It’s traditional in India to make fried food during the monsoon season. But since it’s the monsoon season in U.K. most of the year, I have to be bit careful not to use the pretence of rain and make pakoras (fritters) all the time!
However, it’s been raining cats & dogs in London over the last couple of weeks. It has been bit wet and damp so decided to make these bread pakoras (fritters with bread) to cheer myself up!
Moreover, it was the festival of Holi this week and that also called for some celebratory fried food, hence double the reason for indulging myself.
Holi, as you most of you will know, is the festival of colours, to welcome the arrival of spring after a long winter (though those of us who live in this part of the world will have to wait a bit longer for spring!!)
To celebrate Holi, everyone dresses in white clothes, welcoming friends and families into their homes by throwing coloured powder on each other and serving mithai, pakoras and drinks. Little kids and teenagers go around in groups, armed with pitcharis (water guns) trying to spray coloured water on anyone they can find on the streets ! No one is spared, other than the very eldery!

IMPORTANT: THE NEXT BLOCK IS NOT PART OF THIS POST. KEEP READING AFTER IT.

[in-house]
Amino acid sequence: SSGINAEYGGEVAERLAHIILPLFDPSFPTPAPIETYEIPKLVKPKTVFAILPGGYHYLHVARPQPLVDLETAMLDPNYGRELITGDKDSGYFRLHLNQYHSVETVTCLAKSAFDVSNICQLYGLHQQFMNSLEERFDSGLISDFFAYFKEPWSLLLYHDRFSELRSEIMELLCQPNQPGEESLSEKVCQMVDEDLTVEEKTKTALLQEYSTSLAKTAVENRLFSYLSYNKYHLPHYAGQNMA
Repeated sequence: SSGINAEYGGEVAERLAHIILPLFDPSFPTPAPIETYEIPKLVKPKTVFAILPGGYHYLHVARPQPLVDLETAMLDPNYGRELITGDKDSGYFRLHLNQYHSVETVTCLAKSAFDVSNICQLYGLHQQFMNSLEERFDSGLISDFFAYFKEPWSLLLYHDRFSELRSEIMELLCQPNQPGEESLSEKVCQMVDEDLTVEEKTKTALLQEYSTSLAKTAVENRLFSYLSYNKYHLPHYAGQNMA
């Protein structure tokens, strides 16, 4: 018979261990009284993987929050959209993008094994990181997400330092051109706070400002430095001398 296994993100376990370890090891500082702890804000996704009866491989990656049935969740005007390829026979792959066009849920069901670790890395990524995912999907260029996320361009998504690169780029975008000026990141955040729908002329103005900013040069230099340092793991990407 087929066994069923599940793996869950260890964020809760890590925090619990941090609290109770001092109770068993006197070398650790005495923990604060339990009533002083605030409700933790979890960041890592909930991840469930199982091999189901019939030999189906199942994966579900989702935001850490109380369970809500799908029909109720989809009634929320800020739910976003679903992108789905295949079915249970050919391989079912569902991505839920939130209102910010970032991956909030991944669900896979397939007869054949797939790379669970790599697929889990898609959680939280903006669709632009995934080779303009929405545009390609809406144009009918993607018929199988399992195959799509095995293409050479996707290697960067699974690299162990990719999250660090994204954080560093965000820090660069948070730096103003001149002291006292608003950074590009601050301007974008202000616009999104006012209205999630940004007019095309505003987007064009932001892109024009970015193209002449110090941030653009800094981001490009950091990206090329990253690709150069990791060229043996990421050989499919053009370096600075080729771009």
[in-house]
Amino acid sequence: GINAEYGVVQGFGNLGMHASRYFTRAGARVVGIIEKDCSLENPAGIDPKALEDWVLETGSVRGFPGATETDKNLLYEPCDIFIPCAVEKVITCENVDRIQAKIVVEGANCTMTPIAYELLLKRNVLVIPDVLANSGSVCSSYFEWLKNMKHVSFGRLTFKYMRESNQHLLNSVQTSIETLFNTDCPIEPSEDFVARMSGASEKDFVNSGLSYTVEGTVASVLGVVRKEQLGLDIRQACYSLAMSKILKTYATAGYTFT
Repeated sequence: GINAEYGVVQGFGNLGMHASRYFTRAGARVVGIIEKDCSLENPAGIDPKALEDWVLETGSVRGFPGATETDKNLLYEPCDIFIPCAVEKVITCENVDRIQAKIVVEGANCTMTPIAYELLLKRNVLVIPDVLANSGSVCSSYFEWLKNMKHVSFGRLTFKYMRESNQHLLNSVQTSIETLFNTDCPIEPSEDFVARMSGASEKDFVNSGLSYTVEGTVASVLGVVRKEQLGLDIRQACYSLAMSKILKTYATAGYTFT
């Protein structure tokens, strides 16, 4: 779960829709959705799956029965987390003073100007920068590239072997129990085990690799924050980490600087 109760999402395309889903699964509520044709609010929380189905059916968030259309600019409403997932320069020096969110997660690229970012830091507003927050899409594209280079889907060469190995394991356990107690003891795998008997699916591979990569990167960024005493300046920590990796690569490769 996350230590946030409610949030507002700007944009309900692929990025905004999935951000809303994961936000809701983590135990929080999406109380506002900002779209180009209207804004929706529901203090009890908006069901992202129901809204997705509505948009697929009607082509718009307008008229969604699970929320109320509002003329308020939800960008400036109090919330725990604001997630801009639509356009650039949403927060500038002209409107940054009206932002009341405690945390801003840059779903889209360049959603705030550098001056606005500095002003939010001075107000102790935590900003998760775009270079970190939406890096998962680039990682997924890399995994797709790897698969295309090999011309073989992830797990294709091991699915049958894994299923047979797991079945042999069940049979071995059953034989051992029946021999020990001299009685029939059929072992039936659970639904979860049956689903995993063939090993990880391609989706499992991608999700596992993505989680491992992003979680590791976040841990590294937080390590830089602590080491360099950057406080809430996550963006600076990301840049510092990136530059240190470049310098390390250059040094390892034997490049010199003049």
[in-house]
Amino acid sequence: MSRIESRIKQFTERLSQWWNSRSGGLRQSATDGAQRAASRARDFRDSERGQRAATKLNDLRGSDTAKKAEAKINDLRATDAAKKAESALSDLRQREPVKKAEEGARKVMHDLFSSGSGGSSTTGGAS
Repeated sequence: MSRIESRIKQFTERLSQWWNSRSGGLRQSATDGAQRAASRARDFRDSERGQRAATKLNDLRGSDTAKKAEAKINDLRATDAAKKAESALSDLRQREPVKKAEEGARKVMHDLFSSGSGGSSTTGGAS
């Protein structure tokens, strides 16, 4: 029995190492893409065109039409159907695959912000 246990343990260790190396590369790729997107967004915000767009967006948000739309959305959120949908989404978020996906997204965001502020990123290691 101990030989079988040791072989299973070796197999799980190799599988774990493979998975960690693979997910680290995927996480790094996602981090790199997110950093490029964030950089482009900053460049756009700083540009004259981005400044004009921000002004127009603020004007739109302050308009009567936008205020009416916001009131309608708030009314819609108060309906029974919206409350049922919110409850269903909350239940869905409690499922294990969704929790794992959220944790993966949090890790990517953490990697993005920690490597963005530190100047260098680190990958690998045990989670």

While my recipe for bread pakoras is delicious, most of the pakoras made in India during the holi festival are laced with cannabis (marijuana) called bhang in Hindi. How fun is that!
It’s such a joyous festival, time to celebrate the arrival of spring, new friendships and loves and dreams of a new harvest and better times to come !
Happy Holi friends!
PS: And here’s a Bollywood Holi video. It’s not entirely correct but you get the idea!)
- 5-6 slices white bread
- 1 tsp garam masala
- 1 tbsp dried fenugreek leaves kasoori methi
- 1.5 tsp mango powder amchoor
- 1/2 tsp caraway seeds ajwain
- 1/2 tsp red chilli powder
- 2 green chillies finely chopped
- 1/2 inch fresh ginger peeled and finely chopped
- Handful coriander leaves finely chopped
- Salt to taste
- 1/2 cup oil
Mix together all the dry ingredients.
Add 3/4 -1 cup of waters and mix it well so that there are no solids.
Mix in ginger, chillies and coriander leaves.
You want the mixture to be thick enough so that it sticks to the surface of the bread but not too thick.
Remove the browned edges from the bread slices (optional)
Cut each bread slice diagnolly into two triangles.
Set the wok with oil for frying on heat. Add few drops of the besan mix to the oil and if the besan mix rises to top of the oil immediately, then the oil is ready for frying.
Dip the bread triangles in the besan batter so that both sides are fully covered in batter. Don't leave the bread in the batter as the bread will break apart.
Add the bread to oil and fry until both sides are lightly browned